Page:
, Volume 5, Issue 1, pp 68–74 | Cite as

Responsive cortical stimulation for the treatment of epilepsy

  • Felice T. Sun
  • Martha J. MorrellEmail author
  • Robert E. Wharen
Review Article


Epilepsy is a common chronic neurological disorder affecting ∼1–2% of the population. Despite the available treatment options (pharmacotherapy, surgery, and vagus nerve stimulation), a large percentage of patients continue to have seizures. With the success of deep brain stimulation for treatment of movement disorders, brain stimulation has received renewed attention as a potential treatment option for epilepsy. Responsive stimulation aims to suppress epileptiform activity by delivering stimulation directly in response to electrographic activity. Animal and human data support the concept that responsive stimulation can abort epileptiform activity, and this modality may be a safe and effective treatment option for epilepsy. Responsive stimulation has the advantage of specificity. In contrast to the typically systemic administration of pharmacotherapy, with the concomitant possibility of side effects, electrical stimulation can be targeted to the specific brain regions involved in the seizure. In addition, responsive stimulation provides temporal specificity. Treatment is provided as needed, potentially reducing the likelihood of functional disruption or habituation due to continuous treatment. Here we review current animal and human research in responsive brain stimulation for epilepsy and then discuss the NeuroPace RNS System, an investigational implantable responsive neurostimulator system that is being evaluated in a multicenter, randomized, double-blinded trial to assess the safety and efficacy of responsive stimulation for the treatment of medically refractory epilepsy.

Key Words

Epilepsy responsive stimulation neurostimulation device closed-loop 


  1. 1.
    Begley CE, Famulari M, Annegers JF, et al. The cost of epilepsy in the United States: An estimate from population-based clinical and survey data. Epilepsia 2000;41:342–351.CrossRefPubMedGoogle Scholar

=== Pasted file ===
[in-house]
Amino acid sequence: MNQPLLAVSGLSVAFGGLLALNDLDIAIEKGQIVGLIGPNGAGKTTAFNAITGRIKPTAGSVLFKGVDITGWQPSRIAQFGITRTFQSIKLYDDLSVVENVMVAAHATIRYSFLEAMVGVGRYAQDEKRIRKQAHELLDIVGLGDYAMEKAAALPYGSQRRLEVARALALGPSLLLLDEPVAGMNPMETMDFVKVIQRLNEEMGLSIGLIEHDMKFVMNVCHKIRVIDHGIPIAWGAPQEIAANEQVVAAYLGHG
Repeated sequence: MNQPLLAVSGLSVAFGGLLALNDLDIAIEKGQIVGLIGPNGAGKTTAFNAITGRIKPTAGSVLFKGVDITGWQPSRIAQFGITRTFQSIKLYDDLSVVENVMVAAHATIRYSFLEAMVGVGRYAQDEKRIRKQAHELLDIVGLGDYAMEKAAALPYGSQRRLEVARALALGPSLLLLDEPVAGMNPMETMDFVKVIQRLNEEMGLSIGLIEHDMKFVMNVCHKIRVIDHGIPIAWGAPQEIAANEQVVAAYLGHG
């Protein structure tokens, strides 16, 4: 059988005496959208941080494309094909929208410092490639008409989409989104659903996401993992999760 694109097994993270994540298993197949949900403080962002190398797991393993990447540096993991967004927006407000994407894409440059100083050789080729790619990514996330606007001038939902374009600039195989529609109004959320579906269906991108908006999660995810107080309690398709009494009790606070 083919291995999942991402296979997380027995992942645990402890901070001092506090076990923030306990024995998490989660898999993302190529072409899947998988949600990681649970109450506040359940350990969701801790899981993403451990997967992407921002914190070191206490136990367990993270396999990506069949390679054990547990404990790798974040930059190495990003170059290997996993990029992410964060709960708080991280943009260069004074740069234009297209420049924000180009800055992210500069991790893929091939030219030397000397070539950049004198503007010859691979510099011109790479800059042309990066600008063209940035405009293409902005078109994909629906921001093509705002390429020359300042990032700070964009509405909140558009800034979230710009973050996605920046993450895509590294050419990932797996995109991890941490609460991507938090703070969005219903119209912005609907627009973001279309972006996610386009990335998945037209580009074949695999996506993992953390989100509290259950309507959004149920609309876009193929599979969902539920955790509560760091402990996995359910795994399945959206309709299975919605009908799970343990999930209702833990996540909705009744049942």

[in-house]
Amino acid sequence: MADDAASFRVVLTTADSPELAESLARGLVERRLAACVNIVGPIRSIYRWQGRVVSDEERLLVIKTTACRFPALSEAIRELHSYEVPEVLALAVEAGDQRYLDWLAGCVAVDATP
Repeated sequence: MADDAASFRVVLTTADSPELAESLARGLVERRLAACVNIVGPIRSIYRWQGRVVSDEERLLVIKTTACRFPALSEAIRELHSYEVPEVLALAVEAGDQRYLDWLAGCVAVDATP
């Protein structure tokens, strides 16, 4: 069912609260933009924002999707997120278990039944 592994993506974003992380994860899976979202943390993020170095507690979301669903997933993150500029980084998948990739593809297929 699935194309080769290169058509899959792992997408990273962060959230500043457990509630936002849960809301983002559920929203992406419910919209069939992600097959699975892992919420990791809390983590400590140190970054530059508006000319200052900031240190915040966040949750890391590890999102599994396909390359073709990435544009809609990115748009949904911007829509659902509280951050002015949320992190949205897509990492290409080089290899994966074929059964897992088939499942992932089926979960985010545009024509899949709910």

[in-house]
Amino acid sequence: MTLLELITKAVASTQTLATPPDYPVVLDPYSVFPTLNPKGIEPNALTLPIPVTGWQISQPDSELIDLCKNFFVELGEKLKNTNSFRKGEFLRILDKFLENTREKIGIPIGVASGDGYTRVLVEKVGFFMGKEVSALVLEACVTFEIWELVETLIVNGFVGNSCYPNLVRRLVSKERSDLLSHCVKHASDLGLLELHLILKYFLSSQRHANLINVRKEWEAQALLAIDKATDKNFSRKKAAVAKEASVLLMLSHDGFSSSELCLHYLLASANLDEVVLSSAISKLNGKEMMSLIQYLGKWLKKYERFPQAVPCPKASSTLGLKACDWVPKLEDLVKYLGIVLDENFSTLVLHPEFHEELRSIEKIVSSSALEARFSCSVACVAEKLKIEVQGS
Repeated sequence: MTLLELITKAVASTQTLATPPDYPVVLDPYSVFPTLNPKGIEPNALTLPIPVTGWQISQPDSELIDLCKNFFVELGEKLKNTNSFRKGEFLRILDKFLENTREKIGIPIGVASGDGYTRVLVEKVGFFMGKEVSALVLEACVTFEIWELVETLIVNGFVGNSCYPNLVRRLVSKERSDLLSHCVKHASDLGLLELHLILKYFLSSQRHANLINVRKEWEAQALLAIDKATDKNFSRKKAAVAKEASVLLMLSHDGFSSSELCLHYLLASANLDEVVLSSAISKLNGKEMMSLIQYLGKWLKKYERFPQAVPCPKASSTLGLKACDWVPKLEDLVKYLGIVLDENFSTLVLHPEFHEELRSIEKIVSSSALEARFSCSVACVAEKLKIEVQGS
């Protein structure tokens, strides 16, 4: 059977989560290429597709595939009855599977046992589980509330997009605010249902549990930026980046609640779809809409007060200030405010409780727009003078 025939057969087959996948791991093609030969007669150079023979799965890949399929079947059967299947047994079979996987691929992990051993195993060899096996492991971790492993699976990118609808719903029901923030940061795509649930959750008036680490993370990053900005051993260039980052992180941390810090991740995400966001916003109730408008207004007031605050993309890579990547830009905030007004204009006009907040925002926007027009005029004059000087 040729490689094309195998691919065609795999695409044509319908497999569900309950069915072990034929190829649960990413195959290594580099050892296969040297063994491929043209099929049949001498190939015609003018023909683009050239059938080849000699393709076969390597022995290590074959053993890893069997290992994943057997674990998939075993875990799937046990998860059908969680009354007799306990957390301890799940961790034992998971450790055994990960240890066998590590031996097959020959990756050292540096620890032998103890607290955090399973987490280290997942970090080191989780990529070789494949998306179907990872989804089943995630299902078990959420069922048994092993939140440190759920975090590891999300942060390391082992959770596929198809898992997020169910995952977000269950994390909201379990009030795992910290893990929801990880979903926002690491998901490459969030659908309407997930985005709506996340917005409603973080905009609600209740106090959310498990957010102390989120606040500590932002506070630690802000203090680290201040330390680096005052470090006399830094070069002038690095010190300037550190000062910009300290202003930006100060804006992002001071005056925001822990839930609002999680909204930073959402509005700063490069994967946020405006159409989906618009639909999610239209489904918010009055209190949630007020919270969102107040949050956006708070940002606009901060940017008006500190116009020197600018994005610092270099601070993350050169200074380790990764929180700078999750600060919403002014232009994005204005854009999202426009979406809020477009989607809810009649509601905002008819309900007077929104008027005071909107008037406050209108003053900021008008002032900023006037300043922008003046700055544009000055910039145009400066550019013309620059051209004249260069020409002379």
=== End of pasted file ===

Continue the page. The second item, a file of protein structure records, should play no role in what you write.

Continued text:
2. 2.
    Brodic MJ, Dichter MA. Antiepileptic drugs. N Engl J Med 1996;334:168–175.CrossRefGoogle Scholar
  3. 3.
    Morrell MJ. Antiepileptic medications for the treatment of epilepsy. Semin Neurol 2002;22:247–258.CrossRefPubMedGoogle Scholar
  4. 4.
    Engel J Jr, Wiebe S, French J, et al. Practice parameter: temporal lobe and localized neocortical resections for epilepsy: report of the Quality Standards Subcommittee of the American Academy of Neurology, in association with the American Epilepsy Society and the American Association of Neurological Surgeons [Erratum in: Neurology 2003;60:1396]. Neurology 2003;60:538–547.PubMedGoogle Scholar
  5. 5.
    Fisher RS, Handforth A. Reassessment: vagus nerve stimulation for epilepsy: a report of the Therapeutics and Technology Assessment Subcommittee of the American Academy of Neurology. Neurology 1999;53:666–669.PubMedGoogle Scholar
  6. 6.
    Penfield W, Jasper H. Electrocorticography. In: Epilepsy and the functional anatomy of the human brain. Boston: Little, Brown, 1954:692–738.Google Scholar
  7. 7.
    Oommen J, Morrell M, Fisher RS. Experimental electrical stimulation therapy for epilepsy. Curr Treat Options Neurol 2005;7:261–271.CrossRefPubMedGoogle Scholar
  8. 8.
    Morrell M. Brain stimulation for epilepsy: can scheduled or responsive neurostimulation stop seizures? Curr Opin Neurol 2006;19:164–168.CrossRefPubMedGoogle Scholar
  9. 9.
    Li Y, Mogul DJ. Electrical control of epileptic seizures. J Clin Neurophysiol 2007;24:197–204.CrossRefPubMedGoogle Scholar
  10. 10.